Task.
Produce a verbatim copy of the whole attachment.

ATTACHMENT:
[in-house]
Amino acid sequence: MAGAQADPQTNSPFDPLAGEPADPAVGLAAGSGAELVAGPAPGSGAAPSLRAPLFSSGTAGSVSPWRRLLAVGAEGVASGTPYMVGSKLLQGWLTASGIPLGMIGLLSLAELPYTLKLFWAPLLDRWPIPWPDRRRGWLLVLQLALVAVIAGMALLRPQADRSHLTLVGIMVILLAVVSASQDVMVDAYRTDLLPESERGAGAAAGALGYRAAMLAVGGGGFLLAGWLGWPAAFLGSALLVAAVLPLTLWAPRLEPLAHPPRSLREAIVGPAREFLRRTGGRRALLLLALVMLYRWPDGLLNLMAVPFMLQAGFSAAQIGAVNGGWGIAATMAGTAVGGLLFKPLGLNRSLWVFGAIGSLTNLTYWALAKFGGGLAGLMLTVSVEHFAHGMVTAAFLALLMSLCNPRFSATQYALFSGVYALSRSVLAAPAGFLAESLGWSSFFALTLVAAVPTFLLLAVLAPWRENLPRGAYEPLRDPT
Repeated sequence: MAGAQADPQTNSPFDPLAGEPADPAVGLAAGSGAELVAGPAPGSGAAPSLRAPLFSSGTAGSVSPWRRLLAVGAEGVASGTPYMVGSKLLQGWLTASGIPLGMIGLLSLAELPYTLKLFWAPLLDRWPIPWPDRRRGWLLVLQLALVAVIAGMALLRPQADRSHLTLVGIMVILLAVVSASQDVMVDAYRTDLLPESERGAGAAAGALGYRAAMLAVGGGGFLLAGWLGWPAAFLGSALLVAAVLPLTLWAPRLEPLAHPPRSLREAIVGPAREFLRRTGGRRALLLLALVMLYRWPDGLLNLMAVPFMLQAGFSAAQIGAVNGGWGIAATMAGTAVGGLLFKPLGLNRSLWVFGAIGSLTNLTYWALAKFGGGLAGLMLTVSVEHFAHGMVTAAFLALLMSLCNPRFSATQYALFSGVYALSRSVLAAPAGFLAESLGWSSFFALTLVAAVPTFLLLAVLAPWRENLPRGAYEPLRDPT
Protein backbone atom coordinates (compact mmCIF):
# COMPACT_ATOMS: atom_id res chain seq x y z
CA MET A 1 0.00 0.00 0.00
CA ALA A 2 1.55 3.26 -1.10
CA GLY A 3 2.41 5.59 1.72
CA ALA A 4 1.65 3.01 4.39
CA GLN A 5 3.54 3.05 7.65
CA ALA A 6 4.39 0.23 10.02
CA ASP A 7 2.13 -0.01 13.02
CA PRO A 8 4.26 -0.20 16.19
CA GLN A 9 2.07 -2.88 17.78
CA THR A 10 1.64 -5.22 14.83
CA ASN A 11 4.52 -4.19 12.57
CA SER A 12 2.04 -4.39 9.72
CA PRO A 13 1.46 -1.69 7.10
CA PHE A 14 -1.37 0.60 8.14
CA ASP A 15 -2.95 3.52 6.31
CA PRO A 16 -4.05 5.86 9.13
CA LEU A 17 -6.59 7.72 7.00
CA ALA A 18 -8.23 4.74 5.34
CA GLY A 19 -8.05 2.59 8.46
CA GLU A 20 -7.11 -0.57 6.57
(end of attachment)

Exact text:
[in-house]
Amino acid sequence: MAGAQADPQTNSPFDPLAGEPADPAVGLAAGSGAELVAGPAPGSGAAPSLRAPLFSSGTAGSVSPWRRLLAVGAEGVASGTPYMVGSKLLQGWLTASGIPLGMIGLLSLAELPYTLKLFWAPLLDRWPIPWPDRRRGWLLVLQLALVAVIAGMALLRPQADRSHLTLVGIMVILLAVVSASQDVMVDAYRTDLLPESERGAGAAAGALGYRAAMLAVGGGGFLLAGWLGWPAAFLGSALLVAAVLPLTLWAPRLEPLAHPPRSLREAIVGPAREFLRRTGGRRALLLLALVMLYRWPDGLLNLMAVPFMLQAGFSAAQIGAVNGGWGIAATMAGTAVGGLLFKPLGLNRSLWVFGAIGSLTNLTYWALAKFGGGLAGLMLTVSVEHFAHGMVTAAFLALLMSLCNPRFSATQYALFSGVYALSRSVLAAPAGFLAESLGWSSFFALTLVAAVPTFLLLAVLAPWRENLPRGAYEPLRDPT
Repeated sequence: MAGAQADPQTNSPFDPLAGEPADPAVGLAAGSGAELVAGPAPGSGAAPSLRAPLFSSGTAGSVSPWRRLLAVGAEGVASGTPYMVGSKLLQGWLTASGIPLGMIGLLSLAELPYTLKLFWAPLLDRWPIPWPDRRRGWLLVLQLALVAVIAGMALLRPQADRSHLTLVGIMVILLAVVSASQDVMVDAYRTDLLPESERGAGAAAGALGYRAAMLAVGGGGFLLAGWLGWPAAFLGSALLVAAVLPLTLWAPRLEPLAHPPRSLREAIVGPAREFLRRTGGRRALLLLALVMLYRWPDGLLNLMAVPFMLQAGFSAAQIGAVNGGWGIAATMAGTAVGGLLFKPLGLNRSLWVFGAIGSLTNLTYWALAKFGGGLAGLMLTVSVEHFAHGMVTAAFLALLMSLCNPRFSATQYALFSGVYALSRSVLAAPAGFLAESLGWSSFFALTLVAAVPTFLLLAVLAPWRENLPRGAYEPLRDPT
Protein backbone atom coordinates (compact mmCIF):
# COMPACT_ATOMS: atom_id res chain seq x y z
CA MET A 1 0.00 0.00 0.00
CA ALA A 2 1.55 3.26 -1.10
CA GLY A 3 2.41 5.59 1.72
CA ALA A 4 1.65 3.01 4.39
CA GLN A 5 3.54 3.05 7.65
CA ALA A 6 4.39 0.23 10.02
CA ASP A 7 2.13 -0.01 13.02
CA PRO A 8 4.26 -0.20 16.19
CA GLN A 9 2.07 -2.88 17.78
CA THR A 10 1.64 -5.22 14.83
CA ASN A 11 4.52 -4.19 12.57
CA SER A 12 2.04 -4.39 9.72
CA PRO A 13 1.46 -1.69 7.10
CA PHE A 14 -1.37 0.60 8.14
CA ASP A 15 -2.95 3.52 6.31
CA PRO A 16 -4.05 5.86 9.13
CA LEU A 17 -6.59 7.72 7.00
CA ALA A 18 -8.23 4.74 5.34
CA GLY A 19 -8.05 2.59 8.46
CA GLU A 20 -7.11 -0.57 6.57